“We have worked tirelessly to make the impossible possible, steadfast in our belief that science will win,” Pfizer Chief Executive Officer Albert Bourla said in a statement. “As a U.S. company, today’s news brings great pride and tremendous joy that Pfizer has risen to the challenge to develop a vaccine that has the potential to help bring an end to this devastating pandemic.”
The first doses will begin shipping throughout the country immediately, Bourla said in a video message released following the emergency-use authorization.
Trump called it “one of the greatest scientific accomplishments in history” in a video on Twitter, saying the vaccine will save millions of lives and end the pandemic.
A shot similar to Pfizer and BioNTech’s made by Moderna Inc. is expected to gain U.S. clearance next week, providing the country with a potent combination for beating back the pathogen. More vaccines are also expected to be brought to market next year, expanding the arsenal doctors will have to rein in Covid-19.
Pfizer’s vaccine, like Moderna’s, uses a new technology called messenger RNA that turns the body’s own cells into vaccine-producing factories to fight the coronavirus. In a trial of almost 44,000 people, it was 95% effective at preventing symptomatic cases of Covid-19, protecting people of all ages and ethnicities. Crucially, it was able to prevent the most severe infections.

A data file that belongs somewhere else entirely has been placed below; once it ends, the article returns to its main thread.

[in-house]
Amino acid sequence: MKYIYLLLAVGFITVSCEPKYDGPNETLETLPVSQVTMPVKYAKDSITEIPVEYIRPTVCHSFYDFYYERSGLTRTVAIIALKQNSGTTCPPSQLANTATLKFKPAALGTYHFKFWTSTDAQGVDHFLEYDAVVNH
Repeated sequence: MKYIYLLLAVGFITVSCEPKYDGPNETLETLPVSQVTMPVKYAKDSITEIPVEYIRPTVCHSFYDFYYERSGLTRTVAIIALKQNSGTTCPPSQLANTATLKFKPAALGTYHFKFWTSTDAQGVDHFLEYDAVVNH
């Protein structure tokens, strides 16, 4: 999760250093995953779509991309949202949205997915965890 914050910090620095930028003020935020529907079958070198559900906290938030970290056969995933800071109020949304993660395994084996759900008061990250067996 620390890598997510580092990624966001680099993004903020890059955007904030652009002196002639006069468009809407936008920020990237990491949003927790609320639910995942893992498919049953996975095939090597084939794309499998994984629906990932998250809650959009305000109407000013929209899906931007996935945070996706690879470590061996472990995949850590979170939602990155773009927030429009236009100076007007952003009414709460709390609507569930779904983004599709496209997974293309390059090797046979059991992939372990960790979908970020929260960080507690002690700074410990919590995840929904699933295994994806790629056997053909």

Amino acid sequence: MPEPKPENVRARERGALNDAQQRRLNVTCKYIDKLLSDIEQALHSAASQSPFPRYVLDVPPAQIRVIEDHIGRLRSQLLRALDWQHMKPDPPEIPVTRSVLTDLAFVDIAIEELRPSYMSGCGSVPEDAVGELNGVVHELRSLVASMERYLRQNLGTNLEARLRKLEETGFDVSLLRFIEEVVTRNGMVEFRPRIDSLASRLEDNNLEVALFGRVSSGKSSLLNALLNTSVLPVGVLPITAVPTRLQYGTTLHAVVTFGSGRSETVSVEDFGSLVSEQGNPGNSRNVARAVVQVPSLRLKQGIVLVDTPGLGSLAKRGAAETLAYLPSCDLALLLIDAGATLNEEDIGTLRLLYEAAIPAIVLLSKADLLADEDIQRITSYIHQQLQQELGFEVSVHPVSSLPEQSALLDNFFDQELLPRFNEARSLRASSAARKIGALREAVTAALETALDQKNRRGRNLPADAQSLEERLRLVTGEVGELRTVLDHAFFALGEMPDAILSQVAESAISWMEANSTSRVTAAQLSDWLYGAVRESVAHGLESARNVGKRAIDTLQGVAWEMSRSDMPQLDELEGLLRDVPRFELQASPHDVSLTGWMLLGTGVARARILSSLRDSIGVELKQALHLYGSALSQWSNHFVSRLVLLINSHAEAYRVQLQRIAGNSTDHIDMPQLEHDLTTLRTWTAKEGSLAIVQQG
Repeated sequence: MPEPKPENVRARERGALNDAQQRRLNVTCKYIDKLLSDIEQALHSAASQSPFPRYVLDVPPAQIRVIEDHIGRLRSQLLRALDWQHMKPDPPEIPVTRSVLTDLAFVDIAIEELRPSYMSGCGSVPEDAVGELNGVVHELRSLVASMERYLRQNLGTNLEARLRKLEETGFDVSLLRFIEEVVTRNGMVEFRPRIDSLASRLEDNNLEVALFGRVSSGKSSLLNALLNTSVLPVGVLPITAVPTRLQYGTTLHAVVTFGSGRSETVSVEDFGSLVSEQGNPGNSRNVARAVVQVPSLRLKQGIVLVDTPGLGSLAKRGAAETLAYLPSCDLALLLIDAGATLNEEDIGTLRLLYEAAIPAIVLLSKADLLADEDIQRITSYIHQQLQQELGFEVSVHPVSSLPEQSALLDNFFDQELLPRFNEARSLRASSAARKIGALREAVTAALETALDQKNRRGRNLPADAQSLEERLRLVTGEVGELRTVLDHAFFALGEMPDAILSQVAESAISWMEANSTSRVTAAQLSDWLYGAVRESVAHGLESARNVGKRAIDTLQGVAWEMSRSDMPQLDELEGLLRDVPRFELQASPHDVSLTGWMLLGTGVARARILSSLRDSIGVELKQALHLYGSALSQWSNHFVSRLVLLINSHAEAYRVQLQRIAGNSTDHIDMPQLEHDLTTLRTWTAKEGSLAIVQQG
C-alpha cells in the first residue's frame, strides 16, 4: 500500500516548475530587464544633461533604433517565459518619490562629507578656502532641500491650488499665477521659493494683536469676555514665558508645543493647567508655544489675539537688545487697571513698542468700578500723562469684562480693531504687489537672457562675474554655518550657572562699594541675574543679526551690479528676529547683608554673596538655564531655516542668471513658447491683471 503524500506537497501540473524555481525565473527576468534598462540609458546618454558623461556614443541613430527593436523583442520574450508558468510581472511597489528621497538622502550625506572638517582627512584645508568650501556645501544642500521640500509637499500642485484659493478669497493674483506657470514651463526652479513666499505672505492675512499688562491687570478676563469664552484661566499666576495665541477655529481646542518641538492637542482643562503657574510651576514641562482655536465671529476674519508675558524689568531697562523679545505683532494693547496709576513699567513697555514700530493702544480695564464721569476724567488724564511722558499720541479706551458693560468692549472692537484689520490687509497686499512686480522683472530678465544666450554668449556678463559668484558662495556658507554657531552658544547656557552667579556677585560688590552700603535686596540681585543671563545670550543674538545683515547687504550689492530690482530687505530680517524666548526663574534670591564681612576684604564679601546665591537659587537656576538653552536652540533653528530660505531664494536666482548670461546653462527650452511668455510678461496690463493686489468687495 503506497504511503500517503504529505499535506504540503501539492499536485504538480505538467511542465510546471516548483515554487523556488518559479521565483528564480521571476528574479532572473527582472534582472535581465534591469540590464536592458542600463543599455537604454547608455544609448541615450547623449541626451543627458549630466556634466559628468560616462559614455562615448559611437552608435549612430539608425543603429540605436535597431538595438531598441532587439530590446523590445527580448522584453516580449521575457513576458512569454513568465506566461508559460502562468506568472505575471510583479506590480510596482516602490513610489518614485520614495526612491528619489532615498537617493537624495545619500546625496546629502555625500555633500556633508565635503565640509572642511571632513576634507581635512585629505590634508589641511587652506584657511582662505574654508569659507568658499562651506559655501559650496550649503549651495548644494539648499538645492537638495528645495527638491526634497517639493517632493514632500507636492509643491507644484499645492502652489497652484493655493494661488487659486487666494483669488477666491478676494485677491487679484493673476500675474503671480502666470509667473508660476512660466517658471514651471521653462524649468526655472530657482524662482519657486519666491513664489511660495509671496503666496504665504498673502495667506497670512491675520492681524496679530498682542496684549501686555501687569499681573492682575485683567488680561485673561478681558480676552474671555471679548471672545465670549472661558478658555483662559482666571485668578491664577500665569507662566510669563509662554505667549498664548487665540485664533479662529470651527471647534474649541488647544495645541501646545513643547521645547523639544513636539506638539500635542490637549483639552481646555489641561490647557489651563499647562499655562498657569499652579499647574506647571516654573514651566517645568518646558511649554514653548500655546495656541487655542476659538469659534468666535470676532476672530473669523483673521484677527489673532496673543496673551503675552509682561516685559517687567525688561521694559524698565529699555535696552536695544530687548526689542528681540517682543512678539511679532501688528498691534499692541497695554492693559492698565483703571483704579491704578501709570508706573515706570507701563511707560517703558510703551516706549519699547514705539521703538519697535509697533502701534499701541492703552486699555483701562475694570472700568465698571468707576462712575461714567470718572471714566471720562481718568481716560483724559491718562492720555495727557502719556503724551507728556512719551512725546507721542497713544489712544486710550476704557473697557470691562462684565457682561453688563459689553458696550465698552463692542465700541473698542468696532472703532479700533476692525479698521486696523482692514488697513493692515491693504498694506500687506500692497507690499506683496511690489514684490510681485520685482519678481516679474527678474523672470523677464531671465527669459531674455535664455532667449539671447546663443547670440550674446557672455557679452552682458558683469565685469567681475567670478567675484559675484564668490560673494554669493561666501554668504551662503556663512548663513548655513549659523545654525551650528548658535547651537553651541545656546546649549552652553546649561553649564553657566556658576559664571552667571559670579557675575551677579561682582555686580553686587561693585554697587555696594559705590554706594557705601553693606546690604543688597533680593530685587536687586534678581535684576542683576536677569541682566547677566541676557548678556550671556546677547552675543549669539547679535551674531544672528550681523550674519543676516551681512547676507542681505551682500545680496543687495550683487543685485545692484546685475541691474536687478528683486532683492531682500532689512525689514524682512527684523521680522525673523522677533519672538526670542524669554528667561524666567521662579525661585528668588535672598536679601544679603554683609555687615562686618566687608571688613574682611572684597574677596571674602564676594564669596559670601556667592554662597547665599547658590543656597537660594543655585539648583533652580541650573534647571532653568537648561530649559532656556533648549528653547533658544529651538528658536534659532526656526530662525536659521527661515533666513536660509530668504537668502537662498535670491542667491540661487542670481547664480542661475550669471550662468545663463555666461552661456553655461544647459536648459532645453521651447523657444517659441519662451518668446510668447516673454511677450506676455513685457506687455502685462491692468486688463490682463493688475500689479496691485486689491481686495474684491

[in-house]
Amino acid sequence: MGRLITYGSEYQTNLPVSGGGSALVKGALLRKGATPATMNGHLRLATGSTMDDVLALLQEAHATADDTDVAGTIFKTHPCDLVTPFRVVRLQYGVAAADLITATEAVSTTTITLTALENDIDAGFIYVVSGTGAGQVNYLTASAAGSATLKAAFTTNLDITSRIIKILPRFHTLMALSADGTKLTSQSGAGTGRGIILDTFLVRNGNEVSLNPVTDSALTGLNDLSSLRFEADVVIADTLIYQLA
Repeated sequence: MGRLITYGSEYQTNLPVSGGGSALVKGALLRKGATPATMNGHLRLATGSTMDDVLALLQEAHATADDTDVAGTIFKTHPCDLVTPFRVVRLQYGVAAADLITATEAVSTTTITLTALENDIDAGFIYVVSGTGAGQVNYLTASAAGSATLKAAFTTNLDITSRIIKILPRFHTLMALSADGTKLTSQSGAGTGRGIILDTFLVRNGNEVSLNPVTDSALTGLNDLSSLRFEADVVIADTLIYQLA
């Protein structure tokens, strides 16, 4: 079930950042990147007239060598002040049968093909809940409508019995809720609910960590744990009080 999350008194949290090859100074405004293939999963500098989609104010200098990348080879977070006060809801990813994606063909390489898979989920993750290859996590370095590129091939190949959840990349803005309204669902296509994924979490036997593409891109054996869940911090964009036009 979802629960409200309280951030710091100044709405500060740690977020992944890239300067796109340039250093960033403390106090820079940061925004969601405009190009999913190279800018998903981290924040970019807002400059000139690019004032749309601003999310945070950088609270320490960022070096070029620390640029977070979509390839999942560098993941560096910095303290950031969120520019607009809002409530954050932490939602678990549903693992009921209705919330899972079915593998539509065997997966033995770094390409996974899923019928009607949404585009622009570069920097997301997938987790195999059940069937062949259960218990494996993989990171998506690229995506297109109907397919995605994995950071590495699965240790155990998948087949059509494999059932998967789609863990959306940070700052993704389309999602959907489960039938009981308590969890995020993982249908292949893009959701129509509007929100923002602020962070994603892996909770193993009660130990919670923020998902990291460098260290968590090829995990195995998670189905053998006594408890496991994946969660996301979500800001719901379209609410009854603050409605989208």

Pfizer and BioNTech plan to provide clinical trial participants who received the placebo the authorized shot “at scheduled timepoints in the study,” the companies said in a joint-release, without elaborating on when those timepoints would be. “The vaccine option will be voluntary and will be implemented in alignment with the regulatory authorities where the trial is conducted.”